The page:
Death Of Me

I like to call it vacation mode; sticking your toes into the hot sand of some exotic beach just sort of does something to you. You sleep late, drink early, fuck lazily, then murder your wife a little and toss her body in a shallow grave.

Last week I was saying that if you missed travel, why not escape to Iceland through the movies? This week let me tell you, if you miss travel, this movie right here will cure you of that notion right quick.

Christine (Maggie Q) and Neil (Luke Hemsworth) wake up on the morning of their last day in Thailand hungover, dirty, and confused. With no clear memory of how they came to be this way, they flip through photos on Neil’s camera and are surprised to find a two hour video detailing events neither has any memory of, ending in some pretty rough sex, and what appears to be strangulation. And not, like, a little light strangulation, but it appears that Neil kills his wife, digs a shallow grave, and dumps her body into it quite unceremoniously. Of course, that can’t be what happened, because Neil and Christine are both right here, watching the movie together, although with increasing dread and panic, in slightly unequal amounts. Come to think of it, Neil’s got dirt under his fingernails and Christine’s got a ring of bruises around her neck. When she starts vomiting earth, well, what the hell?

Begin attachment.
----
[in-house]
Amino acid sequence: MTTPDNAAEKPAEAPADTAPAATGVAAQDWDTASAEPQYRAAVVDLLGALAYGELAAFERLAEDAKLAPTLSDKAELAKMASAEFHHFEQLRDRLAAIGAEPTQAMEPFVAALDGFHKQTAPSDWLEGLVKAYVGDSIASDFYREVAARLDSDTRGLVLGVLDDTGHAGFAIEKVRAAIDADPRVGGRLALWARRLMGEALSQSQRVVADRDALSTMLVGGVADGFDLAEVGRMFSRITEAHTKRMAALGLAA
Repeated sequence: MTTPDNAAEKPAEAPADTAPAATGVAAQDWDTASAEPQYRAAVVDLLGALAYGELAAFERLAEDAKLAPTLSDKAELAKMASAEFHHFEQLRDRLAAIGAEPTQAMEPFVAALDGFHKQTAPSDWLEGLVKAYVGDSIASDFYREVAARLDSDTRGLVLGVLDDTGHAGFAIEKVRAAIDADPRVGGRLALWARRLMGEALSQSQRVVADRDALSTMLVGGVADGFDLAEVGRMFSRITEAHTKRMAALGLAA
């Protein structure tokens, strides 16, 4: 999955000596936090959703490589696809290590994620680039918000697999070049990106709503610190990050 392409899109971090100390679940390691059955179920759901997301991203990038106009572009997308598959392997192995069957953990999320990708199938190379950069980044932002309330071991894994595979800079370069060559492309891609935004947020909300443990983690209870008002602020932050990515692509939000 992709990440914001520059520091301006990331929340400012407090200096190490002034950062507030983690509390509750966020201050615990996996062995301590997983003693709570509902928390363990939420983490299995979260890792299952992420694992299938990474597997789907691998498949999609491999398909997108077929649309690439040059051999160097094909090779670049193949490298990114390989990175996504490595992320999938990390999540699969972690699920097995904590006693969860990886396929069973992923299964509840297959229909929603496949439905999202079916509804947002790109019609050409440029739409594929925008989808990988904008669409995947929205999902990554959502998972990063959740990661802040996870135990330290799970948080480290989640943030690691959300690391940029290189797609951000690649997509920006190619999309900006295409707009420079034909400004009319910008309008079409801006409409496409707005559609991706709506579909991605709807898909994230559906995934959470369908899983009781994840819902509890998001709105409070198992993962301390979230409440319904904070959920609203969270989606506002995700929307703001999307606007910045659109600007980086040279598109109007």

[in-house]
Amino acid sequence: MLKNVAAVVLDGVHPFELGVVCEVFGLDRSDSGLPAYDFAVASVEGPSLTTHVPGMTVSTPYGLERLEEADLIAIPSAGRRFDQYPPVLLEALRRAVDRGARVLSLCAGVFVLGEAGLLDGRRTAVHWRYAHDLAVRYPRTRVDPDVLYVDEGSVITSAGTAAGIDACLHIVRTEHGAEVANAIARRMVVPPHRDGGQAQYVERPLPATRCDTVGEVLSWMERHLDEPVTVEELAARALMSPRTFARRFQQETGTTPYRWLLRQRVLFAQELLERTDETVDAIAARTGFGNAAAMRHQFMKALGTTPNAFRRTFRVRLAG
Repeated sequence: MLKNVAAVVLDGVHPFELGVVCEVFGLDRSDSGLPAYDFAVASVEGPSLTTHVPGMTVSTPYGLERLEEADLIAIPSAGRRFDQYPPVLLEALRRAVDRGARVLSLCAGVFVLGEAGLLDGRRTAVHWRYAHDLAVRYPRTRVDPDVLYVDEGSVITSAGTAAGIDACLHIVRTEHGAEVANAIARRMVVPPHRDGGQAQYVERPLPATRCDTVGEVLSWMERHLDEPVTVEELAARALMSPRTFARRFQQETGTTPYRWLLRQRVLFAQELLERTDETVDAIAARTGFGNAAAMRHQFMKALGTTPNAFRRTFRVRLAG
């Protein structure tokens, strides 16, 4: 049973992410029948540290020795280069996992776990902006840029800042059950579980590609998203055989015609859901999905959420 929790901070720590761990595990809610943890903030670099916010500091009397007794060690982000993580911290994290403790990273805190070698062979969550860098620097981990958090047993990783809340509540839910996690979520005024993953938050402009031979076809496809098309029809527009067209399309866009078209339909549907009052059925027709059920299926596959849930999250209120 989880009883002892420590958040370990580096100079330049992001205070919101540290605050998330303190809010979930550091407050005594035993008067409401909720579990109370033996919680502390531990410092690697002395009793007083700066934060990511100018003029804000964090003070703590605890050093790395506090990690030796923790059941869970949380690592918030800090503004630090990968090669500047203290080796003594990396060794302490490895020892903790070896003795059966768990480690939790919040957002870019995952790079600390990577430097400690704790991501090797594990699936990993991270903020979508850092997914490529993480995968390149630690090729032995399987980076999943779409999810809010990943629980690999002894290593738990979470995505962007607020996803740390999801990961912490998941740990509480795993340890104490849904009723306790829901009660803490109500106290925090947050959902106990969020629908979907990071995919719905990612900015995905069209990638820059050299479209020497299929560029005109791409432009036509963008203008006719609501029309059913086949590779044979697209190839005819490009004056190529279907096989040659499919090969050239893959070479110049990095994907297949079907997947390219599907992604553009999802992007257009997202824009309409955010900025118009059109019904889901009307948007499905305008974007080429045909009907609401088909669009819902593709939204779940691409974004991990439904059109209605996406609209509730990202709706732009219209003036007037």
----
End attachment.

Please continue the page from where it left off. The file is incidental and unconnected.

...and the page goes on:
Attempting to reconstruct the night’s events uncovers deeper and darker secrets. They get sucked into the island’s veil of mystery, black magic, and murder; the next 24 hours before a ferry can be boarded are going to be extra, extra long, and pretty darn arduous. Paradise turns into a nightmare, but while this movie believes itself to be a horror, it’s a little lacking in execution, spoiling a promising premise. There are a few decent jump scares but clichés just don’t have the same power to scare you, and this movie relies on them pretty heavily – they’re the meat AND the potatoes. You’ll spend so much time trying to figure out what the heck is going on, you’ll not have time to be entertained by the film, let alone delightfully horrified by it. It’s a bit of a missed opportunity, but it’s rare for a murdered woman to be investigating her own murder while being pursued by murderers, so perhaps that’s reason enough for you to watch.

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